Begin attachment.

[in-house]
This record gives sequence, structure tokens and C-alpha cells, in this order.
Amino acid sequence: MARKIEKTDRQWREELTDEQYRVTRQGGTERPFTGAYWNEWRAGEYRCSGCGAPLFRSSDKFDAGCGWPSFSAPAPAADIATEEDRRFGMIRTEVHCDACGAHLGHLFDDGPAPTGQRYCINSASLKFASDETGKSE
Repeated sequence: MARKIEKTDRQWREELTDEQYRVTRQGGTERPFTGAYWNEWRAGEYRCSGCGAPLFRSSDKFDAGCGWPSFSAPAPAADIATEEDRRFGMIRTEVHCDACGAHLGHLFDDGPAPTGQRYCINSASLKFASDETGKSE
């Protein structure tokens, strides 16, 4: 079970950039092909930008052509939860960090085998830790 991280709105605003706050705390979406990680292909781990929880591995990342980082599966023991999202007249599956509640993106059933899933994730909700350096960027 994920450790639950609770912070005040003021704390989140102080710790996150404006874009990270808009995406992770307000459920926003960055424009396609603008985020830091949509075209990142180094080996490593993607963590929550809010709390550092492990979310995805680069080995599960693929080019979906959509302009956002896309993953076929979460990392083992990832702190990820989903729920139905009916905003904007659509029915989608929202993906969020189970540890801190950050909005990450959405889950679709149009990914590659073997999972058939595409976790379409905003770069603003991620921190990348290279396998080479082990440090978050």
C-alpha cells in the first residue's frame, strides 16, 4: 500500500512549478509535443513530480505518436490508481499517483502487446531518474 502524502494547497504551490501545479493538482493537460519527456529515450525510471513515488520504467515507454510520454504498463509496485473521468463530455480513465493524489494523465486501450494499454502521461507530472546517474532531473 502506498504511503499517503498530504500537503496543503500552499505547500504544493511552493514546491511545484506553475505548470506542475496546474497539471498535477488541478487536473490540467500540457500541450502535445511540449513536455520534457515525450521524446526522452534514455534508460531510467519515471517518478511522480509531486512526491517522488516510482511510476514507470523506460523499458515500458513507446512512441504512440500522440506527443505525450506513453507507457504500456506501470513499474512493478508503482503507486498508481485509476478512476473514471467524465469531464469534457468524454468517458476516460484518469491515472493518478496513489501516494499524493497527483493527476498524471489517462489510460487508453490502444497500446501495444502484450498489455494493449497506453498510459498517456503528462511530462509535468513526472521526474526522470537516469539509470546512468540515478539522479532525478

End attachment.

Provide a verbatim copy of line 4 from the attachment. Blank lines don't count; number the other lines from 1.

Repeated sequence: MARKIEKTDRQWREELTDEQYRVTRQGGTERPFTGAYWNEWRAGEYRCSGCGAPLFRSSDKFDAGCGWPSFSAPAPAADIATEEDRRFGMIRTEVHCDACGAHLGHLFDDGPAPTGQRYCINSASLKFASDETGKSE